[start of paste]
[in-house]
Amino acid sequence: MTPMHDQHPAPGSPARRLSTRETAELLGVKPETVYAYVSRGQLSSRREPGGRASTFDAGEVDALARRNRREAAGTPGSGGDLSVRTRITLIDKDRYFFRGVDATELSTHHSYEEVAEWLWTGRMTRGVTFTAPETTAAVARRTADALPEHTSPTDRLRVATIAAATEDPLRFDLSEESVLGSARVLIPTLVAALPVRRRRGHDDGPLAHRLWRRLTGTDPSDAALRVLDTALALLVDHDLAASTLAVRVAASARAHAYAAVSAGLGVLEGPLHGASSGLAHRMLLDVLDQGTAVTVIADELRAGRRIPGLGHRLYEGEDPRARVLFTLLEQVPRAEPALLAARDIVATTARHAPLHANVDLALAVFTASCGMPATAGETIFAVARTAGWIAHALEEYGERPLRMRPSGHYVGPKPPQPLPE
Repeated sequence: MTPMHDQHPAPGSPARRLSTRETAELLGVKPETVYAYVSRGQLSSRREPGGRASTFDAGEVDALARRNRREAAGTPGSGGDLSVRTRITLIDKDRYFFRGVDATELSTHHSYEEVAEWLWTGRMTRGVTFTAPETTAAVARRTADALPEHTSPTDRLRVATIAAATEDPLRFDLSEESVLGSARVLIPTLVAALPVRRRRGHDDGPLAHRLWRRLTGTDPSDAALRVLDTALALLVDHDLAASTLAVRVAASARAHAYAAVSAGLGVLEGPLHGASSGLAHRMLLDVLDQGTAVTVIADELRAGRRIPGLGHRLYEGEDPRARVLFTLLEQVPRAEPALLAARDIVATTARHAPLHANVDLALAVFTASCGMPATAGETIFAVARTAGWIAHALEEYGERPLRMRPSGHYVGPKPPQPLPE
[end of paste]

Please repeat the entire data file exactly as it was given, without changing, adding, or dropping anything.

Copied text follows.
[in-house]
Amino acid sequence: MTPMHDQHPAPGSPARRLSTRETAELLGVKPETVYAYVSRGQLSSRREPGGRASTFDAGEVDALARRNRREAAGTPGSGGDLSVRTRITLIDKDRYFFRGVDATELSTHHSYEEVAEWLWTGRMTRGVTFTAPETTAAVARRTADALPEHTSPTDRLRVATIAAATEDPLRFDLSEESVLGSARVLIPTLVAALPVRRRRGHDDGPLAHRLWRRLTGTDPSDAALRVLDTALALLVDHDLAASTLAVRVAASARAHAYAAVSAGLGVLEGPLHGASSGLAHRMLLDVLDQGTAVTVIADELRAGRRIPGLGHRLYEGEDPRARVLFTLLEQVPRAEPALLAARDIVATTARHAPLHANVDLALAVFTASCGMPATAGETIFAVARTAGWIAHALEEYGERPLRMRPSGHYVGPKPPQPLPE
Repeated sequence: MTPMHDQHPAPGSPARRLSTRETAELLGVKPETVYAYVSRGQLSSRREPGGRASTFDAGEVDALARRNRREAAGTPGSGGDLSVRTRITLIDKDRYFFRGVDATELSTHHSYEEVAEWLWTGRMTRGVTFTAPETTAAVARRTADALPEHTSPTDRLRVATIAAATEDPLRFDLSEESVLGSARVLIPTLVAALPVRRRRGHDDGPLAHRLWRRLTGTDPSDAALRVLDTALALLVDHDLAASTLAVRVAASARAHAYAAVSAGLGVLEGPLHGASSGLAHRMLLDVLDQGTAVTVIADELRAGRRIPGLGHRLYEGEDPRARVLFTLLEQVPRAEPALLAARDIVATTARHAPLHANVDLALAVFTASCGMPATAGETIFAVARTAGWIAHALEEYGERPLRMRPSGHYVGPKPPQPLPE